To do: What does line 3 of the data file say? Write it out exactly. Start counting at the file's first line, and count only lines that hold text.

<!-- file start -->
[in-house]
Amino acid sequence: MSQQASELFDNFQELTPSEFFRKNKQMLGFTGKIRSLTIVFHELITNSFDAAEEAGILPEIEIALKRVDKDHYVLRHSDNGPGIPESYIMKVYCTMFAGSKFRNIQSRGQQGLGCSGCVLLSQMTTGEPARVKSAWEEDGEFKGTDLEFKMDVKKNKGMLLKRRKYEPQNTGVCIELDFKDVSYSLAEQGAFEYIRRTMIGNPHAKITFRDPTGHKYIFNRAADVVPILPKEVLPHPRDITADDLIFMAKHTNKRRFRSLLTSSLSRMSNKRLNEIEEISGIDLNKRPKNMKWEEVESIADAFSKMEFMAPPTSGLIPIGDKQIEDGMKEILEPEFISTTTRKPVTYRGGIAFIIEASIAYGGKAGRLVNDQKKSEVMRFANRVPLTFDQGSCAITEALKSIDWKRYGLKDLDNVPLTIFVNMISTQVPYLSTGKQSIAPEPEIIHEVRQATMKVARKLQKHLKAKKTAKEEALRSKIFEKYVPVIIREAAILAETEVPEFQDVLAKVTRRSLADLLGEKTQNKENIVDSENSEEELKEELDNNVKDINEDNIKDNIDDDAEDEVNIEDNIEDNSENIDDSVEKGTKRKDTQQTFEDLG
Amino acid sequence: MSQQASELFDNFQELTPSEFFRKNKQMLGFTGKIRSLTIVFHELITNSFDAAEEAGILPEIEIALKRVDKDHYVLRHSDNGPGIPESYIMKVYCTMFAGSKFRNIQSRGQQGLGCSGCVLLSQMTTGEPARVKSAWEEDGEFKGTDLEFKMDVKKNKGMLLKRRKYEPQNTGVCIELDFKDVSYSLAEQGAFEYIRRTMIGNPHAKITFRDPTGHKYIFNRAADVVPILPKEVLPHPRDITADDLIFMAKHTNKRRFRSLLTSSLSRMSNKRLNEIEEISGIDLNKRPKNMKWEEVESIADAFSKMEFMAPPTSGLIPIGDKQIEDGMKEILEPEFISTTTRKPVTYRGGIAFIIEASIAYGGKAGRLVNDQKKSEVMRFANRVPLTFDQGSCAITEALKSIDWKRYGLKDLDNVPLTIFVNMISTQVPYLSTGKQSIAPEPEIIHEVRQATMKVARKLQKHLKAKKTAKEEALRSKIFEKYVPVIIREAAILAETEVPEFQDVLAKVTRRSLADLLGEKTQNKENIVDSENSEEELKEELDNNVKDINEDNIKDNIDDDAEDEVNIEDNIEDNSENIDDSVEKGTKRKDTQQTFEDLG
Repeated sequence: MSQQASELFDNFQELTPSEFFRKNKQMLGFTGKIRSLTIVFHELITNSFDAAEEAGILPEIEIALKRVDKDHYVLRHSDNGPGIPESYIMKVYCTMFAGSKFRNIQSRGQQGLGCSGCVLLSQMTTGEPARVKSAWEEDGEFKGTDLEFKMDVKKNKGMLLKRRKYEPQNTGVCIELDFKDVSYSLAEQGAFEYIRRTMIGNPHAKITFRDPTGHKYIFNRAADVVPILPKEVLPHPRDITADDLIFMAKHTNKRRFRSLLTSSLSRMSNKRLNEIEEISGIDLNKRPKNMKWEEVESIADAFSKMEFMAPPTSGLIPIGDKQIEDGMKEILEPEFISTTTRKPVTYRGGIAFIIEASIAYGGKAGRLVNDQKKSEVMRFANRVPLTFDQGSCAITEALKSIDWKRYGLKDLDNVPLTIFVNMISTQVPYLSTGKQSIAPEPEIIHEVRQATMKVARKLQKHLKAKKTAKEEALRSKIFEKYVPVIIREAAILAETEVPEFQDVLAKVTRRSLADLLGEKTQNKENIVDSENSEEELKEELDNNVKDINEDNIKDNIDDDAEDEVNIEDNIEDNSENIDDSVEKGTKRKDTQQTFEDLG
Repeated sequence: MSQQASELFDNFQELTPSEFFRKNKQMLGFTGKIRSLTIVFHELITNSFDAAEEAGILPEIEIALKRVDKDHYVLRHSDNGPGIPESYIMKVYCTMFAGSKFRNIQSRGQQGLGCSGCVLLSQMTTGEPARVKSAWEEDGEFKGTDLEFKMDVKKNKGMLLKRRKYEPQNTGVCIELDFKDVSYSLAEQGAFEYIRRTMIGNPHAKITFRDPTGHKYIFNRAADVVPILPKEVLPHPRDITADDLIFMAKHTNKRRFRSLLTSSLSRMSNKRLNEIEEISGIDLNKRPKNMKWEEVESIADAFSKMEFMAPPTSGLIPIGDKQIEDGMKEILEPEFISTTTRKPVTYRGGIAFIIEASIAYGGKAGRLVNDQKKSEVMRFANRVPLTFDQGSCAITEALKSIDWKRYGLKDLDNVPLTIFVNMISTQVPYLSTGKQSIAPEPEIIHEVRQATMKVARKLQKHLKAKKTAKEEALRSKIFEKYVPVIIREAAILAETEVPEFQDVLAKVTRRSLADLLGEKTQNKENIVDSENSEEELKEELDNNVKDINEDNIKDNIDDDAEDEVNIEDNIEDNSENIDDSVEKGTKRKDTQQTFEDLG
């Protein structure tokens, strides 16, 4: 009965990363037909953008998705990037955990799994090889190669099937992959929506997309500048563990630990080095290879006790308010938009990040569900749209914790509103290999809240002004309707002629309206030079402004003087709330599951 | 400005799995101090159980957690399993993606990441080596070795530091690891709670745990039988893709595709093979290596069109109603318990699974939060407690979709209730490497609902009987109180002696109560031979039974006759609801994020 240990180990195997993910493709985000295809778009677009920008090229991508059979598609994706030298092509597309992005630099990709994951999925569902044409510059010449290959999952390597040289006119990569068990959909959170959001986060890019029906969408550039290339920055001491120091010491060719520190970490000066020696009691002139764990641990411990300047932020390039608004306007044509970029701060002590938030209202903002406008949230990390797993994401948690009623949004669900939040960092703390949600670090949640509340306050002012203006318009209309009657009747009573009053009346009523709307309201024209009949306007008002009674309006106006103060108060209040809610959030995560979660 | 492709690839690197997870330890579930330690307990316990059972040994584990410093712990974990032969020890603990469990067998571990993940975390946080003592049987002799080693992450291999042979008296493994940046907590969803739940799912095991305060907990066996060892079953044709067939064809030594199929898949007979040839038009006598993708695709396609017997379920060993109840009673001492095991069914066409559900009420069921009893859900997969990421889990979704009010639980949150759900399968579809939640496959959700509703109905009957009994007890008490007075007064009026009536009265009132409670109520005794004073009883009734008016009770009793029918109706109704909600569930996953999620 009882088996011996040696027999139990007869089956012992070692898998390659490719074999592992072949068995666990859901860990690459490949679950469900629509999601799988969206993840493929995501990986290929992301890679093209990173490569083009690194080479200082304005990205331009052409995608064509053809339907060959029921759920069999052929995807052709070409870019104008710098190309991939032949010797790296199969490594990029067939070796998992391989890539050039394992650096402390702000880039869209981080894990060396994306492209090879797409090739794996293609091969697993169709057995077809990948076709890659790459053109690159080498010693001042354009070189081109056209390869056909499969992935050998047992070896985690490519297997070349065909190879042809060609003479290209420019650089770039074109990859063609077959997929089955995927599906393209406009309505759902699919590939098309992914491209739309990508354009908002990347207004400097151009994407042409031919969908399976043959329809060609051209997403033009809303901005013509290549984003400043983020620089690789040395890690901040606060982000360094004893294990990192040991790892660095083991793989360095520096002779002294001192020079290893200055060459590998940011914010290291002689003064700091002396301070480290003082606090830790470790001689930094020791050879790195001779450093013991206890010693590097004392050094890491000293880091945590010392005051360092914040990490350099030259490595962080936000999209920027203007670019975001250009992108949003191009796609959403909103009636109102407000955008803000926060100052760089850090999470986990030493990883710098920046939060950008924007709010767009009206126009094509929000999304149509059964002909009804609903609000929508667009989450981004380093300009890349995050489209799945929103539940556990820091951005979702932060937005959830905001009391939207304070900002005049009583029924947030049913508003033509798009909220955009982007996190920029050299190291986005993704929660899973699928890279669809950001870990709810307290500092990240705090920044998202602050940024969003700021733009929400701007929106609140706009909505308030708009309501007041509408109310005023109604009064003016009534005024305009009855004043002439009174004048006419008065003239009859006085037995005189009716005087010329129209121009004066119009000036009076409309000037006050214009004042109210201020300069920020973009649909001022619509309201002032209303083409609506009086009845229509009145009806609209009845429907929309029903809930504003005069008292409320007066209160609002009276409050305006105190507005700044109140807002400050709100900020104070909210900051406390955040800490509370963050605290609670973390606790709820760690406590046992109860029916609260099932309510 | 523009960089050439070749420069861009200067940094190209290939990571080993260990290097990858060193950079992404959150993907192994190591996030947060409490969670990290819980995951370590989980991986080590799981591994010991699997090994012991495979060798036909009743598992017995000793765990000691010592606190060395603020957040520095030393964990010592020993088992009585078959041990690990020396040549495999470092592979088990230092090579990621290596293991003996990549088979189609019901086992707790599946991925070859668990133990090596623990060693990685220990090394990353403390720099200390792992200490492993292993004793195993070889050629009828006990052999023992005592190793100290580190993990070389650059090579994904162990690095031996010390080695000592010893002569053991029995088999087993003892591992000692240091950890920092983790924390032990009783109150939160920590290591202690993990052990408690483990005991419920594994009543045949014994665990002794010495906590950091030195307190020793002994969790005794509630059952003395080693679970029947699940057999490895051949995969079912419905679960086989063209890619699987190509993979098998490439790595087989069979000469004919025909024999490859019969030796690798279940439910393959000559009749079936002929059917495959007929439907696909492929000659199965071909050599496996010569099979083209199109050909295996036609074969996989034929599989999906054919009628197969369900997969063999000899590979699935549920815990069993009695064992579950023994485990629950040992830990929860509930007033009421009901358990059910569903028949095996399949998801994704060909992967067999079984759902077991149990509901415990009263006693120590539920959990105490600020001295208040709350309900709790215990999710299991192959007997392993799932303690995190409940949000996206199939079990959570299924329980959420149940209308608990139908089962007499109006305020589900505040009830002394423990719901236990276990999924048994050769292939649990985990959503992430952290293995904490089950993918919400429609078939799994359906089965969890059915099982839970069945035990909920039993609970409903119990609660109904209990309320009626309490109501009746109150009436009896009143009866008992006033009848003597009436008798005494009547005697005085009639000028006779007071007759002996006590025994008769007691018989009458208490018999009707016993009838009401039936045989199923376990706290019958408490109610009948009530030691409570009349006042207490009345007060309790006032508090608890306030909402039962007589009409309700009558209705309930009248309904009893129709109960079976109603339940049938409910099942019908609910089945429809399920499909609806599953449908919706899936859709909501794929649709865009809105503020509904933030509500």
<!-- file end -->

Amino acid sequence: MSQQASELFDNFQELTPSEFFRKNKQMLGFTGKIRSLTIVFHELITNSFDAAEEAGILPEIEIALKRVDKDHYVLRHSDNGPGIPESYIMKVYCTMFAGSKFRNIQSRGQQGLGCSGCVLLSQMTTGEPARVKSAWEEDGEFKGTDLEFKMDVKKNKGMLLKRRKYEPQNTGVCIELDFKDVSYSLAEQGAFEYIRRTMIGNPHAKITFRDPTGHKYIFNRAADVVPILPKEVLPHPRDITADDLIFMAKHTNKRRFRSLLTSSLSRMSNKRLNEIEEISGIDLNKRPKNMKWEEVESIADAFSKMEFMAPPTSGLIPIGDKQIEDGMKEILEPEFISTTTRKPVTYRGGIAFIIEASIAYGGKAGRLVNDQKKSEVMRFANRVPLTFDQGSCAITEALKSIDWKRYGLKDLDNVPLTIFVNMISTQVPYLSTGKQSIAPEPEIIHEVRQATMKVARKLQKHLKAKKTAKEEALRSKIFEKYVPVIIREAAILAETEVPEFQDVLAKVTRRSLADLLGEKTQNKENIVDSENSEEELKEELDNNVKDINEDNIKDNIDDDAEDEVNIEDNIEDNSENIDDSVEKGTKRKDTQQTFEDLG